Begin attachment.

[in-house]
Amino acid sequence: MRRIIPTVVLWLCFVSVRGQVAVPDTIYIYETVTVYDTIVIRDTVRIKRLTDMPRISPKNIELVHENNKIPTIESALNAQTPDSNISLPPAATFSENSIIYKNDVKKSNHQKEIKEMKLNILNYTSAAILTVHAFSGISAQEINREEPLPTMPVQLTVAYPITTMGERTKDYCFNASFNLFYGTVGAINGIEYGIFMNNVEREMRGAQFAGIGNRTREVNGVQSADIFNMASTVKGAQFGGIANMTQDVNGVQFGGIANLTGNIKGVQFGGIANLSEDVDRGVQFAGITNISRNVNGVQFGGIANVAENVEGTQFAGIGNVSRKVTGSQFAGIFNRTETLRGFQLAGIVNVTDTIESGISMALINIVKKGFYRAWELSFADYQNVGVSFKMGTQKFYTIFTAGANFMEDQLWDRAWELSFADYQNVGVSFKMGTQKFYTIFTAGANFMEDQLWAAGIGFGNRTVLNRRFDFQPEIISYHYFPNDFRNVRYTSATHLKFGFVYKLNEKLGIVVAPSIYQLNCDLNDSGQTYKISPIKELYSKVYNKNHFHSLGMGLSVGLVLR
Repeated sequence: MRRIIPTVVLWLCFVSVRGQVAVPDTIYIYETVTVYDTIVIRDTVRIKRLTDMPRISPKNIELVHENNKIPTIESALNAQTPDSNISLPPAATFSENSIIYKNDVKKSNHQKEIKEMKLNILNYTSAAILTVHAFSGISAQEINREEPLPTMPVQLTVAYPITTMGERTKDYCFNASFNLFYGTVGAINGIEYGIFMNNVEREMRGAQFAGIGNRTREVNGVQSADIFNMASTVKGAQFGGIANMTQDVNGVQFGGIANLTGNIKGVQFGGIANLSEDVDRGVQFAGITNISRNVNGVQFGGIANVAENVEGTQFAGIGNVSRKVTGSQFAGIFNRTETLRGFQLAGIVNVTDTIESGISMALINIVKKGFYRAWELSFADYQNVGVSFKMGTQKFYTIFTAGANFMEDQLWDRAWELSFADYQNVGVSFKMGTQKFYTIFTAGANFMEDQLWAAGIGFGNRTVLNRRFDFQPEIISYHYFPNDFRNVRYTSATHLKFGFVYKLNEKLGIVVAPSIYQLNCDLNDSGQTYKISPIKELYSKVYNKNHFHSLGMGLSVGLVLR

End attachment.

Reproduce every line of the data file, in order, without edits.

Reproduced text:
[in-house]
Amino acid sequence: MRRIIPTVVLWLCFVSVRGQVAVPDTIYIYETVTVYDTIVIRDTVRIKRLTDMPRISPKNIELVHENNKIPTIESALNAQTPDSNISLPPAATFSENSIIYKNDVKKSNHQKEIKEMKLNILNYTSAAILTVHAFSGISAQEINREEPLPTMPVQLTVAYPITTMGERTKDYCFNASFNLFYGTVGAINGIEYGIFMNNVEREMRGAQFAGIGNRTREVNGVQSADIFNMASTVKGAQFGGIANMTQDVNGVQFGGIANLTGNIKGVQFGGIANLSEDVDRGVQFAGITNISRNVNGVQFGGIANVAENVEGTQFAGIGNVSRKVTGSQFAGIFNRTETLRGFQLAGIVNVTDTIESGISMALINIVKKGFYRAWELSFADYQNVGVSFKMGTQKFYTIFTAGANFMEDQLWDRAWELSFADYQNVGVSFKMGTQKFYTIFTAGANFMEDQLWAAGIGFGNRTVLNRRFDFQPEIISYHYFPNDFRNVRYTSATHLKFGFVYKLNEKLGIVVAPSIYQLNCDLNDSGQTYKISPIKELYSKVYNKNHFHSLGMGLSVGLVLR
Repeated sequence: MRRIIPTVVLWLCFVSVRGQVAVPDTIYIYETVTVYDTIVIRDTVRIKRLTDMPRISPKNIELVHENNKIPTIESALNAQTPDSNISLPPAATFSENSIIYKNDVKKSNHQKEIKEMKLNILNYTSAAILTVHAFSGISAQEINREEPLPTMPVQLTVAYPITTMGERTKDYCFNASFNLFYGTVGAINGIEYGIFMNNVEREMRGAQFAGIGNRTREVNGVQSADIFNMASTVKGAQFGGIANMTQDVNGVQFGGIANLTGNIKGVQFGGIANLSEDVDRGVQFAGITNISRNVNGVQFGGIANVAENVEGTQFAGIGNVSRKVTGSQFAGIFNRTETLRGFQLAGIVNVTDTIESGISMALINIVKKGFYRAWELSFADYQNVGVSFKMGTQKFYTIFTAGANFMEDQLWDRAWELSFADYQNVGVSFKMGTQKFYTIFTAGANFMEDQLWAAGIGFGNRTVLNRRFDFQPEIISYHYFPNDFRNVRYTSATHLKFGFVYKLNEKLGIVVAPSIYQLNCDLNDSGQTYKISPIKELYSKVYNKNHFHSLGMGLSVGLVLR